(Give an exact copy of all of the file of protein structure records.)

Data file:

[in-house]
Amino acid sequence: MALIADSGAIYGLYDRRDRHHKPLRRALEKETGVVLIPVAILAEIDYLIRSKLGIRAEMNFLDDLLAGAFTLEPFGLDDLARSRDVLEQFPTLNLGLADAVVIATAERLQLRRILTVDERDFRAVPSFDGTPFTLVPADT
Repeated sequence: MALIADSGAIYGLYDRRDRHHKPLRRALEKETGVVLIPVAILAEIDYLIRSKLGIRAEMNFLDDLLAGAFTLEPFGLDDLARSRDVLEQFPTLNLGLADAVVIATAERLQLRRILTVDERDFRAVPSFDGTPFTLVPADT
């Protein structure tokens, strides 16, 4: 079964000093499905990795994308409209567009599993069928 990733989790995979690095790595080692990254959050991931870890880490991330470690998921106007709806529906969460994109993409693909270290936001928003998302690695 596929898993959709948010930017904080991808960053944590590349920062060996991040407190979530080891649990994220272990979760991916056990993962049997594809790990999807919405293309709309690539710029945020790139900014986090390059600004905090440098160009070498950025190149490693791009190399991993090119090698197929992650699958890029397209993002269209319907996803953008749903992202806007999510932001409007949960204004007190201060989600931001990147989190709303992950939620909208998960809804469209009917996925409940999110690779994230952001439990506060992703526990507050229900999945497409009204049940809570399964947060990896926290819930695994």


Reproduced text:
[in-house]
Amino acid sequence: MALIADSGAIYGLYDRRDRHHKPLRRALEKETGVVLIPVAILAEIDYLIRSKLGIRAEMNFLDDLLAGAFTLEPFGLDDLARSRDVLEQFPTLNLGLADAVVIATAERLQLRRILTVDERDFRAVPSFDGTPFTLVPADT
Repeated sequence: MALIADSGAIYGLYDRRDRHHKPLRRALEKETGVVLIPVAILAEIDYLIRSKLGIRAEMNFLDDLLAGAFTLEPFGLDDLARSRDVLEQFPTLNLGLADAVVIATAERLQLRRILTVDERDFRAVPSFDGTPFTLVPADT
């Protein structure tokens, strides 16, 4: 079964000093499905990795994308409209567009599993069928 990733989790995979690095790595080692990254959050991931870890880490991330470690998921106007709806529906969460994109993409693909270290936001928003998302690695 596929898993959709948010930017904080991808960053944590590349920062060996991040407190979530080891649990994220272990979760991916056990993962049997594809790990999807919405293309709309690539710029945020790139900014986090390059600004905090440098160009070498950025190149490693791009190399991993090119090698197929992650699958890029397209993002269209319907996803953008749903992202806007999510932001409007949960204004007190201060989600931001990147989190709303992950939620909208998960809804469209009917996925409940999110690779994230952001439990506060992703526990507050229900999945497409009204049940809570399964947060990896926290819930695994």